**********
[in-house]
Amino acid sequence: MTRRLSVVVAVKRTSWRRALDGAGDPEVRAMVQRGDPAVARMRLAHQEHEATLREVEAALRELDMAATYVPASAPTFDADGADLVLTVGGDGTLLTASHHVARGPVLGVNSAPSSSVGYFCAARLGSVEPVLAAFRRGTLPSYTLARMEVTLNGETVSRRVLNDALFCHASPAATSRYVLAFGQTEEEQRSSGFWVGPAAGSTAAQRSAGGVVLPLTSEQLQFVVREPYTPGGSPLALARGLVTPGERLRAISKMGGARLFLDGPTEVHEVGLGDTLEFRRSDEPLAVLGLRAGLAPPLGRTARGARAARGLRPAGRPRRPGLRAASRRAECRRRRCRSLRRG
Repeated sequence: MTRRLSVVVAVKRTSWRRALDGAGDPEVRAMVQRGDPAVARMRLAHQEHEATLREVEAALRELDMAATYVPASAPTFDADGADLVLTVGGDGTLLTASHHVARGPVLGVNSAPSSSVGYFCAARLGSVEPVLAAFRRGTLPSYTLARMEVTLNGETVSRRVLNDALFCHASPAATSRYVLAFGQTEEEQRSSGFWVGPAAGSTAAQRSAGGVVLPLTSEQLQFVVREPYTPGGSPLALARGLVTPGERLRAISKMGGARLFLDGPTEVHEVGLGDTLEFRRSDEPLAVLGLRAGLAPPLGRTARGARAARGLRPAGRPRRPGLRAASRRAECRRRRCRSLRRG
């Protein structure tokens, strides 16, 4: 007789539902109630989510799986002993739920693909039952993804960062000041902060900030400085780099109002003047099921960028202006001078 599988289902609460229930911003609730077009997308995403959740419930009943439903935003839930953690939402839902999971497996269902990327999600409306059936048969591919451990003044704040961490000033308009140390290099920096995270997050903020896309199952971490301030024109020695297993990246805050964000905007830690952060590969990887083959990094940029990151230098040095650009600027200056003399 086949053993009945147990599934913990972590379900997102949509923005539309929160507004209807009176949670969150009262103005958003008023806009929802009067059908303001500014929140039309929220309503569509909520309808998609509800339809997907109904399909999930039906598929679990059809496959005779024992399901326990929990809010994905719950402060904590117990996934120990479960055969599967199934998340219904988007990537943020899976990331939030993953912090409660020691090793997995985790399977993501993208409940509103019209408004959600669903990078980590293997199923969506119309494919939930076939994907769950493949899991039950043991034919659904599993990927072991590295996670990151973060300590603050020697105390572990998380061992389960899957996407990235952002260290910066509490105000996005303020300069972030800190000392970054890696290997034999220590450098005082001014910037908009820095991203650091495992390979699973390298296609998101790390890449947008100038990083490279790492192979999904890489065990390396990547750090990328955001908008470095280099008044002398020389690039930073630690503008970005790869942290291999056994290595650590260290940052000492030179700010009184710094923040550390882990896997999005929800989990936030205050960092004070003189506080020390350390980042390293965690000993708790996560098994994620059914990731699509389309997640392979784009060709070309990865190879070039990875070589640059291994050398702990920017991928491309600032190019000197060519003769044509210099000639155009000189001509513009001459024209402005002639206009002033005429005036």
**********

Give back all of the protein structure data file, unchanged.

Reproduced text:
[in-house]
Amino acid sequence: MTRRLSVVVAVKRTSWRRALDGAGDPEVRAMVQRGDPAVARMRLAHQEHEATLREVEAALRELDMAATYVPASAPTFDADGADLVLTVGGDGTLLTASHHVARGPVLGVNSAPSSSVGYFCAARLGSVEPVLAAFRRGTLPSYTLARMEVTLNGETVSRRVLNDALFCHASPAATSRYVLAFGQTEEEQRSSGFWVGPAAGSTAAQRSAGGVVLPLTSEQLQFVVREPYTPGGSPLALARGLVTPGERLRAISKMGGARLFLDGPTEVHEVGLGDTLEFRRSDEPLAVLGLRAGLAPPLGRTARGARAARGLRPAGRPRRPGLRAASRRAECRRRRCRSLRRG
Repeated sequence: MTRRLSVVVAVKRTSWRRALDGAGDPEVRAMVQRGDPAVARMRLAHQEHEATLREVEAALRELDMAATYVPASAPTFDADGADLVLTVGGDGTLLTASHHVARGPVLGVNSAPSSSVGYFCAARLGSVEPVLAAFRRGTLPSYTLARMEVTLNGETVSRRVLNDALFCHASPAATSRYVLAFGQTEEEQRSSGFWVGPAAGSTAAQRSAGGVVLPLTSEQLQFVVREPYTPGGSPLALARGLVTPGERLRAISKMGGARLFLDGPTEVHEVGLGDTLEFRRSDEPLAVLGLRAGLAPPLGRTARGARAARGLRPAGRPRRPGLRAASRRAECRRRRCRSLRRG
């Protein structure tokens, strides 16, 4: 007789539902109630989510799986002993739920693909039952993804960062000041902060900030400085780099109002003047099921960028202006001078 599988289902609460229930911003609730077009997308995403959740419930009943439903935003839930953690939402839902999971497996269902990327999600409306059936048969591919451990003044704040961490000033308009140390290099920096995270997050903020896309199952971490301030024109020695297993990246805050964000905007830690952060590969990887083959990094940029990151230098040095650009600027200056003399 086949053993009945147990599934913990972590379900997102949509923005539309929160507004209807009176949670969150009262103005958003008023806009929802009067059908303001500014929140039309929220309503569509909520309808998609509800339809997907109904399909999930039906598929679990059809496959005779024992399901326990929990809010994905719950402060904590117990996934120990479960055969599967199934998340219904988007990537943020899976990331939030993953912090409660020691090793997995985790399977993501993208409940509103019209408004959600669903990078980590293997199923969506119309494919939930076939994907769950493949899991039950043991034919659904599993990927072991590295996670990151973060300590603050020697105390572990998380061992389960899957996407990235952002260290910066509490105000996005303020300069972030800190000392970054890696290997034999220590450098005082001014910037908009820095991203650091495992390979699973390298296609998101790390890449947008100038990083490279790492192979999904890489065990390396990547750090990328955001908008470095280099008044002398020389690039930073630690503008970005790869942290291999056994290595650590260290940052000492030179700010009184710094923040550390882990896997999005929800989990936030205050960092004070003189506080020390350390980042390293965690000993708790996560098994994620059914990731699509389309997640392979784009060709070309990865190879070039990875070589640059291994050398702990920017991928491309600032190019000197060519003769044509210099000639155009000189001509513009001459024209402005002639206009002033005429005036």